Since 23 June 2015, five LGBTI rights defenders have been killed; Juan Carlos Cruz Andara, Angy Ferreira, Violeta Rivas, Gloria Carolina Hernández Vásquez, also known as Génesis Hernández and Jorge Alberto Castillo. Angy Ferreira and Violeta Rivas were also trans women, a fact which, coupled with their human rights work, meant that they were doubly targeted. They were also members of the Asociación Arcoiris, which works for equality and equity for the LGBTI community in Tegucigalpa and all of Honduras. Angy Ferreira was also a member of the Kukulcán association, and Violeta Rivas of the Cozumel Trans association. Génesis Hernández, a poet, and Jorge Alberto Castillo collaborated with the Asociación por una Vida Mejor - APUVIMEH (Association for a Better Life). As the WHRDIC, we recognise their valuable contributions to advancing the rights of the LGBTI community in Honduras, and celebrate their inspiring activism while commemorating their loss.
The Asociación Arcoiris has continued its work despite its members having to flee the city, and sometimes the country, owing to the situation of extreme violence against them. Since April 2015, human rights defenders Esdra Yaveth Sosa Sierra, Ruby Ferreira, Kendry Sayury Hilton, Faviola Yescas, Wilmer Rodas and Donny Reyes have all been subjected to serious threats and intimidation. Further, human rights defender Marco Aurelio López was the target of an attack of such violence that he could easily have lost his life. Members of APUVIMEH were arbitrarily detained for one day and harassed by police afterwards. Most worrying of all is that the perpetrators in many of these cases are easily identifiable as members of state security forces. APUVIMEH have had to request protection measures from the IACHR. However, despite the Asociación Arcoiris and Donny Reyes being beneficiaries of precautionary measures from the Inter American Commission of Human Rights since 2010, many of their members have had to flee anyway, fearing for their lives due to lack of appropriate protection offered by the state. For example, the provision of security guards only contributes to intimidate LGBTI defenders in the course of their work.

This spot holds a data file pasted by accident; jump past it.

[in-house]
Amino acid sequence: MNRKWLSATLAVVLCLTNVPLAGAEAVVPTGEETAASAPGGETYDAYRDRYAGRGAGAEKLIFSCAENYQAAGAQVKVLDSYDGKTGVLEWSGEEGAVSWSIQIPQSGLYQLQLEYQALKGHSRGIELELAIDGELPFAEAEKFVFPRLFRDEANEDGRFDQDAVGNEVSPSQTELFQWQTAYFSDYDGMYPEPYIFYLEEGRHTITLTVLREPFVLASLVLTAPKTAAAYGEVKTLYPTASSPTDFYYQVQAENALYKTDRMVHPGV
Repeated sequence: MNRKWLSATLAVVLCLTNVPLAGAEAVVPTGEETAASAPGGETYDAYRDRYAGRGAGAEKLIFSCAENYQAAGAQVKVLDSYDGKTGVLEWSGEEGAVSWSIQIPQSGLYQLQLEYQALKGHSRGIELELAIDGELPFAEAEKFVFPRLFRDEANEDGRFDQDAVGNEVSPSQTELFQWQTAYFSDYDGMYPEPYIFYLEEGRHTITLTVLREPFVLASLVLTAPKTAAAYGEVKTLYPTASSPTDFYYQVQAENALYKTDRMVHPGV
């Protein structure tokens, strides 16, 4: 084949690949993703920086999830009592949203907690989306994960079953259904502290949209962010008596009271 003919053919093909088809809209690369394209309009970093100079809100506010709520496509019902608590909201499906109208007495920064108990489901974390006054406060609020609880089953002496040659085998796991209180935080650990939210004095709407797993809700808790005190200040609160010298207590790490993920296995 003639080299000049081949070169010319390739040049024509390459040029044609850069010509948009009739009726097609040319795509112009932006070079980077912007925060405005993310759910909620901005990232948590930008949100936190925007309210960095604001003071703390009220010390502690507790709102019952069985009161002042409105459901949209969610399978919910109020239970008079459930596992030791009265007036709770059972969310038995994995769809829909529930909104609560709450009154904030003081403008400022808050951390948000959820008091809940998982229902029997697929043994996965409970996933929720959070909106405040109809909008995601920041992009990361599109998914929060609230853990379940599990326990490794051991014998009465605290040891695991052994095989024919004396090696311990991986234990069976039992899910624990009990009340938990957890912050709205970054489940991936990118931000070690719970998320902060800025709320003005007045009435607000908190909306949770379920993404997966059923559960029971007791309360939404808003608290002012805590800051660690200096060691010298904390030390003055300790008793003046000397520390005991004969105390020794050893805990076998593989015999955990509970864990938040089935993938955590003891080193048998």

There is a persistent pattern of this type of violence towards the LGBTI community in Honduras, which has worsened since the coup in 2009. Despite Honduras having recently appointed a special prosecutor to investigate hate crimes against the LGBTI community in the country, the situation remains dire for defenders of the community. There is also a deep societal bias faced by trans people in Honduras. According to the Commission for Human Rights, 92% of killings of LGBTI people in Honduras remain in impunity, while the “Movement for Diversity in Resistance” has stated that of 198 members of its organisation killed since 1994, 178 of those have been since the 2009 coup.
WHRD IC recognises the important and valuable work of LGBTI rights defenders in Honduras, particularly given the climate of social exclusion and hate to which LGBTI people are subjected to in the country. WHRD IC is moved by their determination to continue despite the extreme challenges they face.
Article 12 of the UN Declaration on Human Rights Defenders mandates the states to take all necessary measures to ensure protection to human rights defenders. The WHRD IC accordingly calls on the Honduran government to immediately take adequate and gender sensitive measures to protect LGBTI defenders from such horrific attacks, as well as to thoroughly and impartially investigate the pattern of attacks, threats, intimidation and killings against all LGBTI rights defenders in Honduras.